The first response of your body is, naturally, to run away. It wants to be anywhere else except in this stressful situation, in front of a group of people it sees as dangerous and threatening. So, your heart starts pumping blood to your legs to get ready to run away as fast as possible. This drains blood from places you will be using to give your talk, such as your brain! You could say that fear makes people stupider because of this lack of blood flow to the brain! Furthermore, this makes your legs twitch and dance about, which is what I see a lot of nervous presenters doing. The solution is to plant both your feet firmly in the ground when you’re speaking. To help you do this, before your talk, in the bathroom, jump up and down as though you are trying to break the floor. This will make you more conscious of your contact with the floor. (I’ve written before about what to do in the bathroom before your presentation). Finally, do some rigours exercise before presenting (such as jumping jacks or press-ups) to get the blood flowing throughout your entire body and not just to your legs.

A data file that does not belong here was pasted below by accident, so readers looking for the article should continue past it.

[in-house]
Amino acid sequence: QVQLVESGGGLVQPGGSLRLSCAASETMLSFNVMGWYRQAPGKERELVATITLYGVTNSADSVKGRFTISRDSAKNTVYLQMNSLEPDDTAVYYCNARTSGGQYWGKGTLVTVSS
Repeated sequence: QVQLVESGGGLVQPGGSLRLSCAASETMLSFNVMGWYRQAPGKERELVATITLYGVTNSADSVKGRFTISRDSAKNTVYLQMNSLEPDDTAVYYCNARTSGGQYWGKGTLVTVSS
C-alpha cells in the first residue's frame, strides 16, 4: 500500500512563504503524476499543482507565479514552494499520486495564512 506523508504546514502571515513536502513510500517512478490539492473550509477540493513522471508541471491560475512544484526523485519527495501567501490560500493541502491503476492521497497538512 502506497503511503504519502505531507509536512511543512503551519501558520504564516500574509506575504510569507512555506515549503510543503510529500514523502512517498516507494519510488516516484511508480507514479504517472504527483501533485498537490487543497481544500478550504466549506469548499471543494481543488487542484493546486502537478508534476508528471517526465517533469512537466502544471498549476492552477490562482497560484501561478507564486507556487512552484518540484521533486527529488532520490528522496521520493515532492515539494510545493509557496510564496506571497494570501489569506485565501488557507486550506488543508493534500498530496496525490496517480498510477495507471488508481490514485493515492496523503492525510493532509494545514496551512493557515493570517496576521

The next response of your body is to stop making saliva, as it is preparing to run and doesn’t want to choke as you are running away as fast as your blood-filled legs can carry you. This causes you to have a dry mouth and leads to coughing and lip smacking. A famous example of this was [Marco Rubio’s speech] a few years ago. The solution to dry mouth isn’t, as you might suppose, to drink water. The reason your mouth is dry is that your saliva glands have stopped working, not because you are thirsty. To reactivate your saliva glands before your presentation, sip a citric drink or suck on a lemon sweet. Another way to reactivate these glands is to gently bite on the back of your tongue. And have a bottle of water close by on stage during your talk.